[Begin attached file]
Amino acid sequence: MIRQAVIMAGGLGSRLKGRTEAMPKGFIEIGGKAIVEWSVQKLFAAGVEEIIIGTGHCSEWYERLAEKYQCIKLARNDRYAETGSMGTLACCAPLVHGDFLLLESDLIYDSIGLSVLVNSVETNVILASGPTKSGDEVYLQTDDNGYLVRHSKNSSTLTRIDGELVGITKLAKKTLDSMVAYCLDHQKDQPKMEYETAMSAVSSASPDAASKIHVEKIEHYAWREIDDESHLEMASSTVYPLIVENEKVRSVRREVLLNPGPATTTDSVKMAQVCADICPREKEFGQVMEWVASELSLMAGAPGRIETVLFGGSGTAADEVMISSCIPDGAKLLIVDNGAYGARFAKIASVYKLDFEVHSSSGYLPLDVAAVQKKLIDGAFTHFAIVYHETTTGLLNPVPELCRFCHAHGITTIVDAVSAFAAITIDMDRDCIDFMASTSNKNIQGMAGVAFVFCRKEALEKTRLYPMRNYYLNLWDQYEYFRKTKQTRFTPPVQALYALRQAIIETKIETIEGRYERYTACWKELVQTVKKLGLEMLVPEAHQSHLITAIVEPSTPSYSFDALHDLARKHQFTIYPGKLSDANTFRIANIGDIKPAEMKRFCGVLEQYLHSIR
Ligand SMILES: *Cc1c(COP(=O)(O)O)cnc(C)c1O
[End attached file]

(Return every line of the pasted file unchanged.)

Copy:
Amino acid sequence: MIRQAVIMAGGLGSRLKGRTEAMPKGFIEIGGKAIVEWSVQKLFAAGVEEIIIGTGHCSEWYERLAEKYQCIKLARNDRYAETGSMGTLACCAPLVHGDFLLLESDLIYDSIGLSVLVNSVETNVILASGPTKSGDEVYLQTDDNGYLVRHSKNSSTLTRIDGELVGITKLAKKTLDSMVAYCLDHQKDQPKMEYETAMSAVSSASPDAASKIHVEKIEHYAWREIDDESHLEMASSTVYPLIVENEKVRSVRREVLLNPGPATTTDSVKMAQVCADICPREKEFGQVMEWVASELSLMAGAPGRIETVLFGGSGTAADEVMISSCIPDGAKLLIVDNGAYGARFAKIASVYKLDFEVHSSSGYLPLDVAAVQKKLIDGAFTHFAIVYHETTTGLLNPVPELCRFCHAHGITTIVDAVSAFAAITIDMDRDCIDFMASTSNKNIQGMAGVAFVFCRKEALEKTRLYPMRNYYLNLWDQYEYFRKTKQTRFTPPVQALYALRQAIIETKIETIEGRYERYTACWKELVQTVKKLGLEMLVPEAHQSHLITAIVEPSTPSYSFDALHDLARKHQFTIYPGKLSDANTFRIANIGDIKPAEMKRFCGVLEQYLHSIR
Ligand SMILES: *Cc1c(COP(=O)(O)O)cnc(C)c1O